mallorca

Anna Hyman reports on a weekend break in Palma, Mallorca

It is 6.30 pm, three weeks before Christmas, and I am walking along the Passeig des Born wearing a lightweight jacket. It’s a treat not to be bundled up in my usual duvet-type winter coat. I don’t even have gloves on.

Overhead white Christmas lights twine through plane trees, large glittering orbs hanging from their branches. It’s magical.

I’m in Palma, Mallorca’s capital, on a weekend break. Even without the sparkle of those Christmas lights Palma is turning out to be a fantastic winter destination. I’ve been here many times in the summer but why have I not been in the winter before? After all it is only a couple of hours’ flight from the UK. The city is some eight kilometres from the airport so a taxi didn’t break the bank and the airport bus at about €2 would have been even cheaper. The summer visitors have gone and even with the lure of the brightly lit shops and the Christmas decorations Palma is hardly crowded.

Christmas lights in Palma

We had arrived the night before and after a drink had set out to wander the narrow, cobbled streets of the old quarter behind the cathedral before adjourning to the restaurant Forn de St Joan, Calle de San Juan in La Lonja district of Palma for dinner. Located in a 14th-century building it has been transformed into a fine dining restaurant noted for its tapas. However, we chose from the main menu; my grilled turbot served with a risotto of Saracen wheat and courgette was absolutely delicious, and turbot at €24 something of a bargain compared to London prices.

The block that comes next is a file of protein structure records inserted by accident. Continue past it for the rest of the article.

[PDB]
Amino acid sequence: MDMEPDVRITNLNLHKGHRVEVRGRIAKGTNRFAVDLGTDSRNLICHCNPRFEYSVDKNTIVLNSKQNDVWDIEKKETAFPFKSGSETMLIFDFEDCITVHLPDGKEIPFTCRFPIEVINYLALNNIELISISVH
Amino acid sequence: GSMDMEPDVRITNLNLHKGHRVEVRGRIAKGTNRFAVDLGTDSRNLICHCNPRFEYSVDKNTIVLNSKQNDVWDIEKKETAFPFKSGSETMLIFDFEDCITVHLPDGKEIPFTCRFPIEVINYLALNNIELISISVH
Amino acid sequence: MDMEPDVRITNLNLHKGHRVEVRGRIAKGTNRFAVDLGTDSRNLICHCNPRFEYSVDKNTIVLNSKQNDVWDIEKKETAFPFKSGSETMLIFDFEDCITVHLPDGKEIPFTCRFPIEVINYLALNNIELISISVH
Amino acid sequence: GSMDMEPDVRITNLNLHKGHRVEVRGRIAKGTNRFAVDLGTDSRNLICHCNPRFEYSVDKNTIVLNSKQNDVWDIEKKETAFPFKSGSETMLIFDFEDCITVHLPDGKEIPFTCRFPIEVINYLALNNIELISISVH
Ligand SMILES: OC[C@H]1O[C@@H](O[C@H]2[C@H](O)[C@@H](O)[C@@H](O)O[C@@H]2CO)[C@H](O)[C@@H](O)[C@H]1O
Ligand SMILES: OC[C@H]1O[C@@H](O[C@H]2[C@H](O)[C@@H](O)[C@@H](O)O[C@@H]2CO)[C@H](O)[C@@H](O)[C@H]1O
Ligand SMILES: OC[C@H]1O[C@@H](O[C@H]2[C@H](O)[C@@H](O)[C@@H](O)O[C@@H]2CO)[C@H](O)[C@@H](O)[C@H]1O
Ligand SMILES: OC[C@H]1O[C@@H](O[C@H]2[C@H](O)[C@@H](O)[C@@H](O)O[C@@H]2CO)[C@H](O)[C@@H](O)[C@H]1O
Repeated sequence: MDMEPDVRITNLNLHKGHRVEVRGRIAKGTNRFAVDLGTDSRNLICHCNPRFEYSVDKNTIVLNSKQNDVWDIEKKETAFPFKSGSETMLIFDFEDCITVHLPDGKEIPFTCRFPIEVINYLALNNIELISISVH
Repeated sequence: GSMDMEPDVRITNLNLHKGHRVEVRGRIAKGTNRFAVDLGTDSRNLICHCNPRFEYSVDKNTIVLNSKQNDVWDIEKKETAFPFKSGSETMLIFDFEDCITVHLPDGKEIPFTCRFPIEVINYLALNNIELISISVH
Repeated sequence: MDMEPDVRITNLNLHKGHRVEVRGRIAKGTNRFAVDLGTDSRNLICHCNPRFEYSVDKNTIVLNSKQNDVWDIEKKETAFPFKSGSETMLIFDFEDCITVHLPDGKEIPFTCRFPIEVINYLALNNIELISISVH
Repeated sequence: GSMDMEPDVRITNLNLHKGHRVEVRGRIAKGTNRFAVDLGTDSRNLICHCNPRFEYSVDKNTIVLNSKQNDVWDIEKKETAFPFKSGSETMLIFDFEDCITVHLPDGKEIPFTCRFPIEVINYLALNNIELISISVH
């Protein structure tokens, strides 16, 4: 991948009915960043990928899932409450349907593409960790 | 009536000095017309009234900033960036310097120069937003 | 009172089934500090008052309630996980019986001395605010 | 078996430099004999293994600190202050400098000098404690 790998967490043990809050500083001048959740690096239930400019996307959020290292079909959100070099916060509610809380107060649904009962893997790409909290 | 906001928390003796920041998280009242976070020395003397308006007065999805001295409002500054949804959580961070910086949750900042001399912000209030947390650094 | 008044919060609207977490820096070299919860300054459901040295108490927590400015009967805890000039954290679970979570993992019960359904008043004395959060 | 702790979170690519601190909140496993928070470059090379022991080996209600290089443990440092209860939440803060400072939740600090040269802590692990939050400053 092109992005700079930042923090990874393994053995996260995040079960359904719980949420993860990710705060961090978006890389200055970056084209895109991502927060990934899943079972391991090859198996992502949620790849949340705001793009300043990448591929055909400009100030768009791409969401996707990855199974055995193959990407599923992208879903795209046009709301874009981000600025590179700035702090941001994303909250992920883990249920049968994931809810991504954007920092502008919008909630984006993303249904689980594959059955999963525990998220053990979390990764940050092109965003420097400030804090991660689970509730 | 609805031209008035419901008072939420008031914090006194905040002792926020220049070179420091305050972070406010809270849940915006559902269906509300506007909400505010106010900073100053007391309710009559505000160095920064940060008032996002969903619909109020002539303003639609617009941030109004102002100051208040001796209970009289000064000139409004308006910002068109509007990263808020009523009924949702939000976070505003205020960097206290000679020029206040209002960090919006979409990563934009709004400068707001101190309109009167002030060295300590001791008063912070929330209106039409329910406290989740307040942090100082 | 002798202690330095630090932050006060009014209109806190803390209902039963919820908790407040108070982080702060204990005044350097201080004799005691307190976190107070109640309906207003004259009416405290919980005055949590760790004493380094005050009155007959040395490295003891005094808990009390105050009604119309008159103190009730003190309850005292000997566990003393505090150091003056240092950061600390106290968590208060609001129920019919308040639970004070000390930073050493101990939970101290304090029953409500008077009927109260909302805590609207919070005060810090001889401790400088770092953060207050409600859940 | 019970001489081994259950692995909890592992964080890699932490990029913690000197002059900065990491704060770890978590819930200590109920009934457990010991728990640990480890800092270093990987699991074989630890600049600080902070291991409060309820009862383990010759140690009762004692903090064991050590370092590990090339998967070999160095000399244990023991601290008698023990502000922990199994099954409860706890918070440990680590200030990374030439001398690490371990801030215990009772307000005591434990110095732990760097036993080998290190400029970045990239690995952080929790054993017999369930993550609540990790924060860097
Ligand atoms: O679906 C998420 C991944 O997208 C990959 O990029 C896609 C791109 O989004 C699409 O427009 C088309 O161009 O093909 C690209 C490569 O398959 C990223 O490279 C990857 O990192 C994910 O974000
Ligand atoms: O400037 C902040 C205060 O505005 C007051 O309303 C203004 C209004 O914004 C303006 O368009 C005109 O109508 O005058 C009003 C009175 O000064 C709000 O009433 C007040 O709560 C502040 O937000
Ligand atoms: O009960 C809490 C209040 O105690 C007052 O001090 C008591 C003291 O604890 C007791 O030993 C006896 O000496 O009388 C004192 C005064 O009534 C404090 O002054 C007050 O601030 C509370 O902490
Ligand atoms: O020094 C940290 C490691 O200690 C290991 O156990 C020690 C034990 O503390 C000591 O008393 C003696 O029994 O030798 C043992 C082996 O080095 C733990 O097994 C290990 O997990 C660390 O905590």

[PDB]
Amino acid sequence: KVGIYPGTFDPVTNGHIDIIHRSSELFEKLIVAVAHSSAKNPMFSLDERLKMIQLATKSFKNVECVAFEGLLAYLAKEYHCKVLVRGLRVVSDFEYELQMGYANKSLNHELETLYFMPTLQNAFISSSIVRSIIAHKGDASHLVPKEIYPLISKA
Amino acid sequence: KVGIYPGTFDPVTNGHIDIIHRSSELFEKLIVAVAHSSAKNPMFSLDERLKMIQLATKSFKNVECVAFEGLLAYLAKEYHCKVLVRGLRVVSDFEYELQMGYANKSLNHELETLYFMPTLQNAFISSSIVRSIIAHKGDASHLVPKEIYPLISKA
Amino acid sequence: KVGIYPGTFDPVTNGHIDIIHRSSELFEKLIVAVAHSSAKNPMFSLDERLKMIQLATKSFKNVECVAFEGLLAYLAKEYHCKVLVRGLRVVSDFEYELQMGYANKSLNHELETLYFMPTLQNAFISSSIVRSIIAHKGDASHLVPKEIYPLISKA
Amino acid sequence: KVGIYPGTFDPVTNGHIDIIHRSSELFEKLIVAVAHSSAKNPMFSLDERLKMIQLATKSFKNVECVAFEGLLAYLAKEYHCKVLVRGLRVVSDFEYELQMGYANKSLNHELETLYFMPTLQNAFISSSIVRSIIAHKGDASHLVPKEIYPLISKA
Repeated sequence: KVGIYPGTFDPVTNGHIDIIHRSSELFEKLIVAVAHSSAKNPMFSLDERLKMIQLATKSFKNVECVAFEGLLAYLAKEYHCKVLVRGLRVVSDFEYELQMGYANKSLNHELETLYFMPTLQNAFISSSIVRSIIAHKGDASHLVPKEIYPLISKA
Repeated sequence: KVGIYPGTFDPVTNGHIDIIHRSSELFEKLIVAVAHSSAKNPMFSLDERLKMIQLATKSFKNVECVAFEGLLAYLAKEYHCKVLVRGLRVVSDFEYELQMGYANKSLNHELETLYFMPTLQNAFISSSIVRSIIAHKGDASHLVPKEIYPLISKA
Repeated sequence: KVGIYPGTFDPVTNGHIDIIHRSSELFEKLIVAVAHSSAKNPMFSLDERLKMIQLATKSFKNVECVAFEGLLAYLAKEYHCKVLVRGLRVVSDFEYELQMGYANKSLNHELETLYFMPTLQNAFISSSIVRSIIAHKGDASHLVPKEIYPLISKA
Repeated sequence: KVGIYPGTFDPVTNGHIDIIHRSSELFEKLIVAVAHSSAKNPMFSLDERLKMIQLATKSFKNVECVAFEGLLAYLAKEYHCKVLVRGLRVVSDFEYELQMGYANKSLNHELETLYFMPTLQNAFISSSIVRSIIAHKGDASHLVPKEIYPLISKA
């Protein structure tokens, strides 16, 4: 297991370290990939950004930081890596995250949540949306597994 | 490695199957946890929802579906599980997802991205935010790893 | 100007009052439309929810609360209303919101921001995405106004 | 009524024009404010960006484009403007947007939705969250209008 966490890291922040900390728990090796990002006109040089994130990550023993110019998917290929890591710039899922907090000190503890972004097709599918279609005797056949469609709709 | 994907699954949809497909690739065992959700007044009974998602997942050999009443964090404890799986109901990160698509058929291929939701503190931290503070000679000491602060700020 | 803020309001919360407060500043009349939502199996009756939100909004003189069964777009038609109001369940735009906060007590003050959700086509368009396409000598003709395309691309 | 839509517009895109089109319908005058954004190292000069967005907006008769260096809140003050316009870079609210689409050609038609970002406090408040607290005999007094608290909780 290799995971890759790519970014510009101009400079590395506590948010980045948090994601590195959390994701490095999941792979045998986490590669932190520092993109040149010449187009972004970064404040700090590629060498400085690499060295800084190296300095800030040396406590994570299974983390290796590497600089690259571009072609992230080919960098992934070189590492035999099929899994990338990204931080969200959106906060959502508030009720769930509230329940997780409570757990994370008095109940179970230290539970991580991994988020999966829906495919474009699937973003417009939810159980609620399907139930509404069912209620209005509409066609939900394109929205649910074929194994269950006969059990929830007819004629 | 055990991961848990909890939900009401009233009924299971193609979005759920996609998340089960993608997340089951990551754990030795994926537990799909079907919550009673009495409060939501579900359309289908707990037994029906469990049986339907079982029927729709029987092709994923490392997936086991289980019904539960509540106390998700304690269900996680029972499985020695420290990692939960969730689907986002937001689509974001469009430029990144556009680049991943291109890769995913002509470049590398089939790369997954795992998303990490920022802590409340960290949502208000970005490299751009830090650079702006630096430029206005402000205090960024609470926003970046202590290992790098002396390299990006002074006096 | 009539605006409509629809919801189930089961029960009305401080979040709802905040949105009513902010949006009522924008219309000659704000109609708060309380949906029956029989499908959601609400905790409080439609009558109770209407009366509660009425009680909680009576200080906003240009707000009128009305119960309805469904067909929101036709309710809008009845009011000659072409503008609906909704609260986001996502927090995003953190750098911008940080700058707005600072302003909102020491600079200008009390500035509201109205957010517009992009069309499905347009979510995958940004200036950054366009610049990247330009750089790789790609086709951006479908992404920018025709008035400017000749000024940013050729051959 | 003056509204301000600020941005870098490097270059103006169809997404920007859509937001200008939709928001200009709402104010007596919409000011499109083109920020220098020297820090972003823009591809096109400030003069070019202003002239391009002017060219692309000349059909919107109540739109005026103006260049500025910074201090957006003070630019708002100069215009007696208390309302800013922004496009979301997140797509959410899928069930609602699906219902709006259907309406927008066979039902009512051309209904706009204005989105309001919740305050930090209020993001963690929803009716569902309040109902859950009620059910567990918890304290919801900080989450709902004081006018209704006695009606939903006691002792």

Churros and architecture

Next morning we were retracing our steps along those streets, more like alleyways, under a clear blue sky with a warm sun, peering into little shops and through doorways of the old nobles’ houses to the atmospheric balconied courtyards. I found one of my favourite shops –an Aladdin’s cave of sobrasadas (the island’s highly spiced sausages) of all shapes and sizes hanging from every available hook vying for space with jars and tins crammed onto shelves along with wines, olives, nuts, sweets and cheese. Colmado Santo Domingo is a foody’s idea of heaven.

Purchases made we continued our exploration, pausing only long enough to watch churros being made by a street vendor. The temptation was too great and we succumbed to a bag of these Spanish ‘fritters’ munching as we walked along window shopping.

Ancient architecture

Palma is centuries old. Parts of it date back to a long period of Arab rule, and examples of the intervening styles of architecture – Gothic, Renaissance, baroque – are everywhere. Every now and again we would spot a building designed by Gaudi or Sagrera.

Our wanderings took us past the Arab Baths (well worth a visit); through the peaceful honey-coloured 14th century cloisters and into the church of San Francisco with its elaborately gilded high altar; into the delightful Bishops’ Garden where goldfish swim in their long rectangular lily pond beneath bougainvillea and citrus trees and to the impressive cathedral of Santa Maria of Palma, known locally as La Seu. Built on the site of an Arab mosque it took almost 400 years to be completed. It sits close to the Royal Palace of La Almudaina  overlooking the esplanade and the Mediterranean

Christmas shopping

After a late lunch two of us decided to take the opportunity for Christmas shopping whilst the more culturally minded headed off to Palma’s Modern Art Museum or the Joan Mirô Museum. We shoppers turned our backs on the city’s historic centre and headed off up Avinguda Jaume III . It was on that side of the city in the quarter known as La Lonja on Carrer Sant Feliu that we found Rialto Living. It is Palma’s first ‘lifestyle’ store –with a tempting array of furnishings, fashion and gifts, plus an art gallery and very welcome café.